12 Languages

12.19 Welsh

12.19.1 Alphabet and accents

The Welsh alphabet consists of twenty-eight letters, alphabetized as a b c ch d dd e f ff g ng h i j l ll m n o p ph r rh s t th u w y. The letters k and v are very frequent in medieval texts but are now obsolete.

Rh counts as a separate letter at the start of a word or syllable only, i.e. after a consonant but not a vowel: route comes before rhad ‘cheap’, cynrychioli ‘to represent’ before cynrhon ‘maggots’, but arholi ‘to examine’ before arian ‘money’; w is usually, у always, a vowel.

All vowels (including w and y) may take a circumflex. Acute, grave, and diaeresis are also found: most frequent are á in final syllables (casáu ‘to hate’) and ï before a vowel (copïo ‘to copy’). The letter with the diaeresis always precedes or follows another vowel.

A word consisting of an apostrophe followed by a single letter must be set close up to the preceding word:

cerddai’r bachgen a’i fam i’ch pentref, ‘the boy and his mother used to walk to your village’

12.19.2 Word division

Do not divide the digraphs ch, dd, ff, ll, ph, rh, th. Note that ng is indivisible when a single letter, but not when it represents n + g: this happens most frequently in the verb dangos ‘to show’ and its derivatives, compounds ending in -garwch or -garwr (e.g. ariangarwr ‘money-lover’), place names beginning with Llan- (Llangefni, Llangollen), and in Bangor. Thus cyng-aneddol but dan-gosol.

Do not divide ae, ai, au, aw, ayw, ei, eu, ew, ey, iw, oe, oi, ou, ow, oyw, wy, yw, and other combinations beginning with і and with w when this letter is a consonant. The presence of a circumflex or an acute does not affect word division, but it is legitimate to divide after a vowel bearing the diaeresis, as also after a diphthong or triphthong before another vowel. Thus barddoï-aidd ‘bardic’, gloyw-ach ‘brighter’, ieu-anc ‘young’.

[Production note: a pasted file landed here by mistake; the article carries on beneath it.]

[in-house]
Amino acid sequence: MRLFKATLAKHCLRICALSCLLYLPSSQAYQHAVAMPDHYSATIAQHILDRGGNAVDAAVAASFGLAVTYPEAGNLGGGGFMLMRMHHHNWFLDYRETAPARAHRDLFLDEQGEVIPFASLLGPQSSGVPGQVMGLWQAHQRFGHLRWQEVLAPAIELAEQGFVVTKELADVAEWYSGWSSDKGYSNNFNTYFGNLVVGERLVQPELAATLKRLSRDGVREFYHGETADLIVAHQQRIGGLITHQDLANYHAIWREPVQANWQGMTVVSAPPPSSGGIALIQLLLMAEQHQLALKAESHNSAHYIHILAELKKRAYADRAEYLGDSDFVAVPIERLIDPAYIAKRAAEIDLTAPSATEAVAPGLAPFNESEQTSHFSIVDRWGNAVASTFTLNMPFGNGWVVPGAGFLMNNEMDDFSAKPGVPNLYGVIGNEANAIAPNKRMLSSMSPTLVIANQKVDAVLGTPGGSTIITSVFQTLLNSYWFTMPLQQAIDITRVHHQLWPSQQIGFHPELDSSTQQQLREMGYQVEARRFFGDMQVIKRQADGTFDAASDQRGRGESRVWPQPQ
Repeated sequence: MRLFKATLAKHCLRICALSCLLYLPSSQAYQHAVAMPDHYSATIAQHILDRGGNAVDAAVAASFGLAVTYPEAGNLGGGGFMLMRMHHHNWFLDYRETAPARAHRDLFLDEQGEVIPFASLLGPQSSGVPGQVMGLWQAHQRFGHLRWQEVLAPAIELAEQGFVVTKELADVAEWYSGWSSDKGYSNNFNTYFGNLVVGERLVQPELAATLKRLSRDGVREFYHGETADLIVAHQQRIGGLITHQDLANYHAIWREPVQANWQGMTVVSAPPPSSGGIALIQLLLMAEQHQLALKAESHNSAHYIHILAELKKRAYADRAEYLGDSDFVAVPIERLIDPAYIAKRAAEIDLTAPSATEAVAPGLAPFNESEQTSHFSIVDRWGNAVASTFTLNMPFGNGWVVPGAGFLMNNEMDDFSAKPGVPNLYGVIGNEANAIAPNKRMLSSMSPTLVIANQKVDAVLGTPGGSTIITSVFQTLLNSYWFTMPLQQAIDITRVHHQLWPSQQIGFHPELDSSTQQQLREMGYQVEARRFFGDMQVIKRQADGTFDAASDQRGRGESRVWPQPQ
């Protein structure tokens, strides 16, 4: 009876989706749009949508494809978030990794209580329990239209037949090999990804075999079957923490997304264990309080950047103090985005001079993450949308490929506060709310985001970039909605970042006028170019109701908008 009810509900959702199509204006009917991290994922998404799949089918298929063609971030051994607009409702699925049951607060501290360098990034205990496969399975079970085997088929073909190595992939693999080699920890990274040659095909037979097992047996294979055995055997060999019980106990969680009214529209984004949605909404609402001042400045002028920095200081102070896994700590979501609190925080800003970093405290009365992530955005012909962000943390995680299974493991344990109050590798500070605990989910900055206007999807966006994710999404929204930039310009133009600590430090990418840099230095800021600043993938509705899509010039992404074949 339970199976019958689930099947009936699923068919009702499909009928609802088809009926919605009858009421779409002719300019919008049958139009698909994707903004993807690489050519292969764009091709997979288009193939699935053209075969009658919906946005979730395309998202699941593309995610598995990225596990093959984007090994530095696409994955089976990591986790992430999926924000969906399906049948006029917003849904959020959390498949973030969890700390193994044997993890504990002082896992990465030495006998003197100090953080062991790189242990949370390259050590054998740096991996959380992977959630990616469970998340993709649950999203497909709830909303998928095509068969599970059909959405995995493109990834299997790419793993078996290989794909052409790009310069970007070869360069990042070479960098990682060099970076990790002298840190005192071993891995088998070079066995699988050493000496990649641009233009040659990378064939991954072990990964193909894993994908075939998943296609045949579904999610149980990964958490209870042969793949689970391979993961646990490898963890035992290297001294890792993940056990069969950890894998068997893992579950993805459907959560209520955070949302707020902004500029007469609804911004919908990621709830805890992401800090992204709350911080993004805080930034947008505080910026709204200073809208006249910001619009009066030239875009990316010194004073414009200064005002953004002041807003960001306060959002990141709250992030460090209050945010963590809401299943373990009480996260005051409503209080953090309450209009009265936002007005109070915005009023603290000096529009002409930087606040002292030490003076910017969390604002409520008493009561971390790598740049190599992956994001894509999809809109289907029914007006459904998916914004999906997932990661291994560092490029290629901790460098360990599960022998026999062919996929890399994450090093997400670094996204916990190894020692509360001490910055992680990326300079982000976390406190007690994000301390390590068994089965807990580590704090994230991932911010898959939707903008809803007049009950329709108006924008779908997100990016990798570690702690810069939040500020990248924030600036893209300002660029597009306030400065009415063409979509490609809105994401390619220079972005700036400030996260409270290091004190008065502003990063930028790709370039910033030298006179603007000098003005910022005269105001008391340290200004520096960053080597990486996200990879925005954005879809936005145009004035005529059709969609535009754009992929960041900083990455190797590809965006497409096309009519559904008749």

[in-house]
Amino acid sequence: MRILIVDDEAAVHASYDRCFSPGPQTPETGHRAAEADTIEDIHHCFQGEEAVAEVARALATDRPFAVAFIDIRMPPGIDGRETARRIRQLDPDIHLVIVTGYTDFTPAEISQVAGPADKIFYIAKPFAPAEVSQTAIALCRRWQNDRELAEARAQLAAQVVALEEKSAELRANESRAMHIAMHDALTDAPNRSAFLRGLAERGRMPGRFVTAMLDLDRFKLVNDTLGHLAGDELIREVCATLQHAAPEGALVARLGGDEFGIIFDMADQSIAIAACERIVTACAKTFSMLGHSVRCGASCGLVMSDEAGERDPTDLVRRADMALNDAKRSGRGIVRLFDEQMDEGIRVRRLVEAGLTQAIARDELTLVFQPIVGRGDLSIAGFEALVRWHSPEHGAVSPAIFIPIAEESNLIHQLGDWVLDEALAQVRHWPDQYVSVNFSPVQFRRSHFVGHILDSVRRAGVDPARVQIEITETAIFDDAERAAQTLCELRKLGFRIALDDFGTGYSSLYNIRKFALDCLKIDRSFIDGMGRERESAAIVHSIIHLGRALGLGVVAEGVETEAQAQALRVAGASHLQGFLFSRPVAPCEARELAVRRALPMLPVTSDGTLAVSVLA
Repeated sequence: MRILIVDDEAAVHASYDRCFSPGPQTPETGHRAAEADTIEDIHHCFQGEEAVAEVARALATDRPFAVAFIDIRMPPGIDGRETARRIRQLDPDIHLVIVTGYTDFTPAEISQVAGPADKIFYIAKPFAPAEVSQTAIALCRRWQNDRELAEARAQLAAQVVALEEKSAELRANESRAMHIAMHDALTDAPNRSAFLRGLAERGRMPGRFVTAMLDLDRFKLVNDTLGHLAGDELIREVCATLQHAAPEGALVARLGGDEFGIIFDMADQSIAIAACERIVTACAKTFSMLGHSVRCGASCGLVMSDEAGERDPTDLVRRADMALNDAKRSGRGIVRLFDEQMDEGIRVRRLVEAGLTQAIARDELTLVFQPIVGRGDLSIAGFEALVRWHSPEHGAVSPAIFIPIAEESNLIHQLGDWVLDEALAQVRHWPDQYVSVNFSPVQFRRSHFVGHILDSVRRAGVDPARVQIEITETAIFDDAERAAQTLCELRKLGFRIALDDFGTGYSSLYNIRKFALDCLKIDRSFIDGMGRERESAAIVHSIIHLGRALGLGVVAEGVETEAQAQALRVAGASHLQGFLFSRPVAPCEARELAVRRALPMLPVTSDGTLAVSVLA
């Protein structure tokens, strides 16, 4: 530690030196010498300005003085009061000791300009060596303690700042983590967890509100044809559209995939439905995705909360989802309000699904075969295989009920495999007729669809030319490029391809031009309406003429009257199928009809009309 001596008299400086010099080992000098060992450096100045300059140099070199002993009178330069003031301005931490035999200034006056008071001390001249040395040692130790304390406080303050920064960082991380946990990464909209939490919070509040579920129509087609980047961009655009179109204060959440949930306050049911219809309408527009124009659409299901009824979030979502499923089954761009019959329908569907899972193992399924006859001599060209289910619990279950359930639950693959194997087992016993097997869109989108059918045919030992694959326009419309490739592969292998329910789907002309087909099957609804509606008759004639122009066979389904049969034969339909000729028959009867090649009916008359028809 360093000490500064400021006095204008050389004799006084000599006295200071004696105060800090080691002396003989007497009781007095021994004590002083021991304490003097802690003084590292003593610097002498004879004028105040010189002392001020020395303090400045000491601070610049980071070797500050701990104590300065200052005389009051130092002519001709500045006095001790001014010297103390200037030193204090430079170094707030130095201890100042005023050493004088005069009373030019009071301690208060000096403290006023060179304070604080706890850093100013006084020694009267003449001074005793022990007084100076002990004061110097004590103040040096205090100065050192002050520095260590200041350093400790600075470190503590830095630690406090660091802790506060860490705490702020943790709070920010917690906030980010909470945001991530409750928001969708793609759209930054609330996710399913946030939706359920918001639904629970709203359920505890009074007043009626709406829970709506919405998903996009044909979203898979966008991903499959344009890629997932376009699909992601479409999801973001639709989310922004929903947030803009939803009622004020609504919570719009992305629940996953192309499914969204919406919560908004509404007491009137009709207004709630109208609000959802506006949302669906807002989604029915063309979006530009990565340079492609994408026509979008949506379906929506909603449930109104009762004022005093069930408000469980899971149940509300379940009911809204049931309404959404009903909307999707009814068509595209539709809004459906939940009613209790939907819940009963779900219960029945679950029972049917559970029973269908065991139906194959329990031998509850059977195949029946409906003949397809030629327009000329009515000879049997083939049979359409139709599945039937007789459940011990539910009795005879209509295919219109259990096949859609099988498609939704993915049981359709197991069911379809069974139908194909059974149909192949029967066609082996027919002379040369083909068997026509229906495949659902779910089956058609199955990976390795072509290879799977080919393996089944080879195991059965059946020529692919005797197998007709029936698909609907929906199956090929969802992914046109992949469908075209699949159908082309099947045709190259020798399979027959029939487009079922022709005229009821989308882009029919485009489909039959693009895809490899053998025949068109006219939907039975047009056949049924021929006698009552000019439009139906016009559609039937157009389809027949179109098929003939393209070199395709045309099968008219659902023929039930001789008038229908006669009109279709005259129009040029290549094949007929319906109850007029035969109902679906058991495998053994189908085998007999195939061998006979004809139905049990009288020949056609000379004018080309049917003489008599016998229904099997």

Generally, take back a single consonant other than h, except after a prefix (especially di-, go-, tra-): g-l but s-gl (and so similar groups). A suffix beginning with і plus a vowel must be broken off: casgl-iad ‘collection’.

It is always safe to divide l-rh, ng-h, m-h, п-h (but n-nh), n-п, n-rh, r-r, and after a vowel r-h. Initial gwl-, gwn-, gwr-, and their mutated forms must not be divided, since the w is consonantal: gwlad ‘country’, (hen) wlad ‘(old) country’, gwneud ‘to do’, (ei) wneud ‘to do (it)’. Gwraig ‘woman’, (y) wraig ‘(the) woman’, cannot be divided.

12.19.3 Mutations and other changes

As in Irish Gaelic, initial consonants are replaced in certain grammatical contexts by others in a process called mutation: cath (‘cat’) but fy nghath (‘my cat’), ei gath (‘his cat’, ei chath (‘her cat’). Caerdydd (Cardiff), Dinbych (Denbigh), Gwent give i Gaerdydd (‘to Cardiff’), yng Nghaerdydd (‘in Cardiff’), і Ddinbych (‘to Denbigh’), yn Ninbych (‘in Denbigh’); i Went (‘to Gwent’), yng Ngwent (‘in Gwent’). ‘Oxford’ is Rhydychen, but ‘from Oxford’ is o Rydychen. The full range of mutations is b to f or m; c to ch, g, or ngh; d to dd or n; g to zero or ng; ll to l; m to f; p to b, mh, or ph; rh to r; t to d, nh, or th.

Initial vowels may acquire a preliminary h (offer ‘tools’, ein hoffer ‘our tools’) and changes of stress within a word may cause h to appear or disappear and double n or r to be simplified:

brenin ‘king’

brenhinoedd ‘kings’

brenhines ‘queen’

breninesau ‘queens’

corrach ‘dwarf’

corachod ‘dwarfs’

cynneddf ‘faculty’

cyneddfau ‘faculties’

cynnin ‘shred’

cynhinion ‘shreds’

dihareb ‘proverb’

diarhebion ‘proverbs’

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